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Charles Frederick Holder.

Life in the open; sport with rod, gun, horse, and hound in southern California online

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sea with its caps of islands. A fairer land, a fairer
hunting day you will rarely find under this Christmas
sun.

Another hare is started and the hunt is again in full
run, sweeping up to the foot of the mountains, down
into vineyards, where often several jacks are started ;
but the hounds concentrate their attention on one, and
the finish comes up near the entrance to the cafton Las
Flores, where the drags, coaches, and carriages have met.
Lunch is laid under the trees in some adjacent grove,
and the incidents and events of the hunt are again dis-
cussed and good dogs are rewarded. Such a hunt well



12 Life in the Open

illustrates life in the open in Southern California and its
possibilities.

Many towns and cities have spread out over the
land, and Southern California bids fair to become over-
civilised and settled up. But the jack rabbit is not to
be crowded out. A wily fellow lives near my home,
and I have seen him entertaining himself by leading the
dogs down a wide avenue, a fashionable thoroughfare of
the town ; and in the suburbs he may be always found.
This is true of all the foothill cities from Pomona and
Ontario to Riverside and Redlands and beyond, while
San Diego and Coronado afford excellent fields for this
adventurous pastime.

There is also excellent sport to be had on the ranches
near Santa Ana and Orange, and in valleys near the
San Joaquin, one of the most successful hunts in the his-
tory of the Valley Hunt of Pasadena being near Orange,
where it was the guest of the Count and Countess von
Schmidt.

In the vicinity of Los Angeles the best hunting
localities are the San Fernando Valley and the lower
reaches and washes of Baldwin's ranch, which may give
one an excuse to ride through this splendid domain,
with its groves of eucalyptus, orange, and lemon, and its
charming vistas of land and laguna. Some of the best
hunting I have had in Southern California has been in
the southern part of this ranch and near Sunny Slope
ranch, where a pack of fine greyhounds is maintained
to reduce the tree and vine girdlers ; and nearly all




Charles Winston's Sunny Slope Hounds La Manda.



Across Country with Greyhounds 13

large ranches keep greyhounds to kill off this menace to
the crops.

The jack rabbit is a hare, and nests on the surface,
rarely if ever taking to burrows or anything of the kind.
He prefers to run in the open, to dodge behind hedges
and trees. For many years I hunted with my own
dogs, and, when President of the Valley Hunt, often
acted as master of the hounds, when it was my duty to
keep up with the pack and direct it on the runs ; con-
sequently I had many opportunities to watch the dogs
and game in all stages of the chase. The Valley Hunt
pack of ten or fifteen hounds was in charge of a hunts-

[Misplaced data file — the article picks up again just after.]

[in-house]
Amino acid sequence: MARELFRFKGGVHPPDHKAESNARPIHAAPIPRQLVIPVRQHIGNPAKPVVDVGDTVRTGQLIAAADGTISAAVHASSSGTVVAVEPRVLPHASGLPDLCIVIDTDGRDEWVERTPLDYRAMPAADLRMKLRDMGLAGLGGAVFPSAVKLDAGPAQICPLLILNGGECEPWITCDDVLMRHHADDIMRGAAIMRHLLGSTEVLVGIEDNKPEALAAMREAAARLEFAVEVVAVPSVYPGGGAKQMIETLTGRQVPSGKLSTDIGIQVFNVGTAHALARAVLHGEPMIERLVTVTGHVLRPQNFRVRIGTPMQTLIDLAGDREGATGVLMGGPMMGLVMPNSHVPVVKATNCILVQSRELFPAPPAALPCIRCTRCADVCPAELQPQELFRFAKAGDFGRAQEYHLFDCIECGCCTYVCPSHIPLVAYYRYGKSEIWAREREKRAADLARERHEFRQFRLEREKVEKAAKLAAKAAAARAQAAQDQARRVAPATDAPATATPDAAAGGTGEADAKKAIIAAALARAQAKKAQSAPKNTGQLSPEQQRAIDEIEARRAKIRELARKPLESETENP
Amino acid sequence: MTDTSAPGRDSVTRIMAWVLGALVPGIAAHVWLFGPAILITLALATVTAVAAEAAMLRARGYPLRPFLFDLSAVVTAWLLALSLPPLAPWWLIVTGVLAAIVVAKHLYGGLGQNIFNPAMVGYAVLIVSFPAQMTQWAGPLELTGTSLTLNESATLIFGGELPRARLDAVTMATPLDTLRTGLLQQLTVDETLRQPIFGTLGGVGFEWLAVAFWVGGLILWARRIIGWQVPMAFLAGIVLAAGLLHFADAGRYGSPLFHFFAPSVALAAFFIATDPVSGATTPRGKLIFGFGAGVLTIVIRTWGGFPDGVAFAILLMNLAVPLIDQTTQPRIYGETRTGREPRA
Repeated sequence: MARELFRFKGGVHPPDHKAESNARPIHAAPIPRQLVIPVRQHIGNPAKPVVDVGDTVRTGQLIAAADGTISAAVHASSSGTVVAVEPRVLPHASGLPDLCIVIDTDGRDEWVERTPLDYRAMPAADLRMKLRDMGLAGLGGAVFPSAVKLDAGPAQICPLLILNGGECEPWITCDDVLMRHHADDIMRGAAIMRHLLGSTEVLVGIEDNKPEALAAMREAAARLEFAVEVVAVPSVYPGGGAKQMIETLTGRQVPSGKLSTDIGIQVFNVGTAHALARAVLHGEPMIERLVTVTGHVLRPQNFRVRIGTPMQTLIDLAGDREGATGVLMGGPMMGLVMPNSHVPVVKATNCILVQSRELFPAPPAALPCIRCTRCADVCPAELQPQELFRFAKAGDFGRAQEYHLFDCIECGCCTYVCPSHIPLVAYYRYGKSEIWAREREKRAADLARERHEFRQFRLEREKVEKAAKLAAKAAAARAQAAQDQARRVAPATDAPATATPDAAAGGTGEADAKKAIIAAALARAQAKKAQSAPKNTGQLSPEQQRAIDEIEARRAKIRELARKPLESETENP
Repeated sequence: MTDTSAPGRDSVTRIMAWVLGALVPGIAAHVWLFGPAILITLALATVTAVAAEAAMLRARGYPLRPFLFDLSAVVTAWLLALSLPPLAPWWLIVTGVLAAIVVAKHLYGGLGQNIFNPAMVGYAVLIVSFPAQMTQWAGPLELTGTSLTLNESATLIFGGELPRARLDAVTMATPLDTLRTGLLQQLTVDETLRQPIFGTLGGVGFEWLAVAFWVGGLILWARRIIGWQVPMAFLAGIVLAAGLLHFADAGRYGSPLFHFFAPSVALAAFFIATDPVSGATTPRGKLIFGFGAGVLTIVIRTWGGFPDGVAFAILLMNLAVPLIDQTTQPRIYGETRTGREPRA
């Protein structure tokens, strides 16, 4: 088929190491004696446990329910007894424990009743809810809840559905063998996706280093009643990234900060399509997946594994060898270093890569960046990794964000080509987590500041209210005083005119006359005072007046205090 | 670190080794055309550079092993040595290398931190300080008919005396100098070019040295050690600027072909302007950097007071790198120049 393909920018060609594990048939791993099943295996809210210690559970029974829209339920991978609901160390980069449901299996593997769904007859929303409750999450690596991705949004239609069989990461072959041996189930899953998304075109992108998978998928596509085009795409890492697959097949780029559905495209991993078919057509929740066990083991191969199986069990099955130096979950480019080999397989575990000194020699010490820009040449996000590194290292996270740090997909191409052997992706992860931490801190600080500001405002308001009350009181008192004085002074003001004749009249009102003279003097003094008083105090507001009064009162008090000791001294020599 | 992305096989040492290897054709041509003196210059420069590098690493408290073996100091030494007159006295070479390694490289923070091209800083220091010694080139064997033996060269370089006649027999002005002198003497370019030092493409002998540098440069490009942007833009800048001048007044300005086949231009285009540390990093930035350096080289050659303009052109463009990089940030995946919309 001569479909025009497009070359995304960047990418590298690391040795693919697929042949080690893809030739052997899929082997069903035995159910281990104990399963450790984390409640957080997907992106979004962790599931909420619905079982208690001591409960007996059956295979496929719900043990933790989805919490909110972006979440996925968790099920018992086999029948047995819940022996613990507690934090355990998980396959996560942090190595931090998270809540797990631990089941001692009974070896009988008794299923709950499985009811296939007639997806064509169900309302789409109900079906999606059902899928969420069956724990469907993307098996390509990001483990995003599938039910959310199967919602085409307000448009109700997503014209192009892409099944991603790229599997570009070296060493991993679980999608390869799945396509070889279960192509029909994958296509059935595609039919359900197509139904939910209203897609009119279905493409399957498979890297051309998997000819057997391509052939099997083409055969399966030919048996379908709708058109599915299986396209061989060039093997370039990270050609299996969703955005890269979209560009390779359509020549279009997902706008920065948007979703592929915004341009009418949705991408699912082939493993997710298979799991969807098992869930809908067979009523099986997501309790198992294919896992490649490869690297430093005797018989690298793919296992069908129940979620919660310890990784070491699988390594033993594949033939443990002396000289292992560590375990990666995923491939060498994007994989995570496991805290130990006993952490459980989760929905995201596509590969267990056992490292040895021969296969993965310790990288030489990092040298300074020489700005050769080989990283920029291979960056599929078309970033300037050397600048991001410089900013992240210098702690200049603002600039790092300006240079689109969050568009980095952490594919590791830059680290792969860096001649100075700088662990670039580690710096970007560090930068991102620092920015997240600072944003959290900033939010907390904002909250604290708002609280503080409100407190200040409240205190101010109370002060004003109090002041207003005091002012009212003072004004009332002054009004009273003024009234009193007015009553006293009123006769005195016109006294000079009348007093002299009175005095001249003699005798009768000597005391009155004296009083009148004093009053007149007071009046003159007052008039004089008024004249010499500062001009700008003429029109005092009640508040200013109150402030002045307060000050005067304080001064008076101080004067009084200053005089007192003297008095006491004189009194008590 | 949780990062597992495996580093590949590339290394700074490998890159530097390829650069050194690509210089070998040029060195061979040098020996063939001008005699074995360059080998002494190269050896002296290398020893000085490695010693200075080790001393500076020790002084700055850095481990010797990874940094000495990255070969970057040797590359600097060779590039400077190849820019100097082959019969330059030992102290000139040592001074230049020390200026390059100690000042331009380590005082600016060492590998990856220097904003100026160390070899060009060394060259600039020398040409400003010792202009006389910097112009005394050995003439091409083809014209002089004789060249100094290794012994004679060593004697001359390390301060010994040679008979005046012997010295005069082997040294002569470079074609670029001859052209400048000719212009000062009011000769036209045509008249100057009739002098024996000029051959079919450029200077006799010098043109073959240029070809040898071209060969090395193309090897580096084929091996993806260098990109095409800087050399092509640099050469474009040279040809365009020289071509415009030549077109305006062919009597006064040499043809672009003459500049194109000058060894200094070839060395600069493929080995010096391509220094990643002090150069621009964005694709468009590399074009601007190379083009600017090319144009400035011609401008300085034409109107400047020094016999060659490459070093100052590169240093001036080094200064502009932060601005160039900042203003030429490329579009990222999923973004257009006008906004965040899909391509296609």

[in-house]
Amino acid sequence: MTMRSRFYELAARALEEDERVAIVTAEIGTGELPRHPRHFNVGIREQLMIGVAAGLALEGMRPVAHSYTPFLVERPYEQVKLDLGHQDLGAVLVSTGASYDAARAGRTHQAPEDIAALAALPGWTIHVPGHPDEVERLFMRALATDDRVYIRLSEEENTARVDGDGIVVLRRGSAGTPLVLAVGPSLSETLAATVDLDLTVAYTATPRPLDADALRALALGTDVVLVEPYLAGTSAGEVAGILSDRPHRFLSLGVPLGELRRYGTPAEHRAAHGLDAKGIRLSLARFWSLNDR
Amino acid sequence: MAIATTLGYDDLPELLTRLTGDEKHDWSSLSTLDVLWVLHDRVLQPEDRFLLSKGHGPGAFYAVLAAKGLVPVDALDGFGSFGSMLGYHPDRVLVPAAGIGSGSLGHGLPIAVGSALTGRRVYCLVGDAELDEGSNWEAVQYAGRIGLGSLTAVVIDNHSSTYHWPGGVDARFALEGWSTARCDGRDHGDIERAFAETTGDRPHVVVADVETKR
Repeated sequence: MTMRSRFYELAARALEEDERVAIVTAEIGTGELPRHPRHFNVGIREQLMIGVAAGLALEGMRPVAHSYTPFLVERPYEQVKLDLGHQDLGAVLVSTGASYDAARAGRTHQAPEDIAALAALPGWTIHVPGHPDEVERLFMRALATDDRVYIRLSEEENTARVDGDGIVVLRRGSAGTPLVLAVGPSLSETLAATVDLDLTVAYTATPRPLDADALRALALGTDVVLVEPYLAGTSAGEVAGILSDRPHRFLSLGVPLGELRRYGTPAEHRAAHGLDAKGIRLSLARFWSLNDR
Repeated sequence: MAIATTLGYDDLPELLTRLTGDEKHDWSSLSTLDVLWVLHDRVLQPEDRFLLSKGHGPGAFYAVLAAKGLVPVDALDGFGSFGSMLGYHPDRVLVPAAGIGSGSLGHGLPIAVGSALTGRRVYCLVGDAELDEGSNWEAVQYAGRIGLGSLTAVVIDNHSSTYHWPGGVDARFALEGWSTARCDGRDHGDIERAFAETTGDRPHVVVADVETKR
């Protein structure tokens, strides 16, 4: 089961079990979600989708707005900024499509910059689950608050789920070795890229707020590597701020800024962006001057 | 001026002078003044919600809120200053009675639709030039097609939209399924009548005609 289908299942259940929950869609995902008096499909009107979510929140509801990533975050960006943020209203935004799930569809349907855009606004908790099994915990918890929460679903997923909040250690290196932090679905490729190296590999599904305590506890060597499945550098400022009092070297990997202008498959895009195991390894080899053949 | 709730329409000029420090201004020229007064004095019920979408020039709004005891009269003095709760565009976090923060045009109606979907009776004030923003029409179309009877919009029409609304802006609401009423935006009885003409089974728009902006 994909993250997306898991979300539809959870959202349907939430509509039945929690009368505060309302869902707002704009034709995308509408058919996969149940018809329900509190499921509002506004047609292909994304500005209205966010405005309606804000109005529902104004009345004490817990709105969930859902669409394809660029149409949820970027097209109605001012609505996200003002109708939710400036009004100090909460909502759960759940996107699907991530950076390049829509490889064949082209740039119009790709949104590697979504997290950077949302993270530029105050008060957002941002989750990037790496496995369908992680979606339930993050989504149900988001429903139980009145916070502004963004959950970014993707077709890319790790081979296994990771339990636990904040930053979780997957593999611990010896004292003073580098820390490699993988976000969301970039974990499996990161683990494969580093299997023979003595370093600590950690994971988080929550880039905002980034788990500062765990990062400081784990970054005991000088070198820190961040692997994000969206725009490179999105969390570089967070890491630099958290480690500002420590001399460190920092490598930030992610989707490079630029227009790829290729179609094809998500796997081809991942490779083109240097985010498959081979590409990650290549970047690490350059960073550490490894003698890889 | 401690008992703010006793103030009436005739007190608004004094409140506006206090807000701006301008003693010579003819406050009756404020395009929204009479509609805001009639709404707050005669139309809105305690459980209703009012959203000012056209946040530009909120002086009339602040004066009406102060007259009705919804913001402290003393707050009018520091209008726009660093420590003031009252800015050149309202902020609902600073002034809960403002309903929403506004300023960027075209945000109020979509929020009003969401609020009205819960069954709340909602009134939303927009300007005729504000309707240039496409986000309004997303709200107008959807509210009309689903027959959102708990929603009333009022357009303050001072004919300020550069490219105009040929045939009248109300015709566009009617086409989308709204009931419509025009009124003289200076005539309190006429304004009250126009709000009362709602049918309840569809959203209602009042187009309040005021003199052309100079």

man or keeper, and generally there were two masters of
hounds, members of the club, who took charge of the
dogs on a hunt, and went with them, a hard riding
position. Courtesy required that the hunt should not
pass him ; indeed, it was the duty of the one in charge
to see that excited members did not override the
hounds. The hunt could keep as near the master of
the hounds as it could get, but could not pass. When
the game reached cover, he had to keep the jack in
sight, and see that the dogs obeyed his call ; and so well
did the hounds understand this, that often they would
not lose a foot, though they lost sight of the game for
several minutes. A greyhound named " Mouse "would,
in high grass, leap on to my horse behind my saddle,
and, with one arm over her, I would ride slowly along.
When a hare was started she would see it, note its direc-
tion, leap down, and rarely miss it. It is sometimes said



14 Life in the Open

that greyhounds lack intelligence and affection, but
never was there a greater mistake. A good greyhound
is one of the best of dogs, of aristocratic mien, a type
of strength, power, and staying qualities, with a love for
hunting, cleanly, beautiful, and affectionate.

The jack will often nonplus a very clever dog. I once
made a long run nearly to the mountains, and when at the
upper rise of the mesa, horse, dog, and hare began to give
out. After a while we came down to a trot, then to a
walk, and the jack, apparently scarcely able to move, ran
to a big fir tree, and around it several times, chased by
the hound, that was so desperately winded that she could
not catch the jack. I reined in my horse, not twenty
feet distant, and watched the absurd dtnoument, laugh-
ing heartily at my dog Mouse, a very clever animal.
She soon became dizzy and stopped running, then
walked uncertainly over to me in a most shamefaced
manner and sat on her haunches, while the jack faced us
for a second in sheer amazement. He had doubtless
been the hero of numerous chases and was bewildered,
but the dog and I agreed that he had earned his lib-
erty, and we sat and watched him limp away into the
chaparral.

Such sport as this is not to be confused with
" coursing " a cowardly, brutal game that cannot hold
its own in any country among gentlemen. The hare is
released in an enclosure and chased by hounds, with no
possible chance of escape ; while in the open, in a fair
chase across country, the chances are against the rider,




Walk at the Mission of Santa Barbara on El Camino Real.



Across Country with Greyhounds 15

and the tree girdler has every opportunity to escape,
as where horses are in trouble he flies over the ground
like a bird and often lives to run another day.

The hunt breakfast ends, the well-rested horses and
hounds walk slowly down the valley again, on the look-
out for game, the carriages and drags following, stop-
ping here and there to see the exciting runs ; and late
in the afternoon, perhaps, the hunt winds down the long
sweeping mesa, headed for home, that may be ten miles
away, if the run has led them down to the Baldwin
wash, or it may be but a mile ; but no matter where,
the weary riders have the panorama of the hills as in-
spiration. As the sun sinks behind the western peaks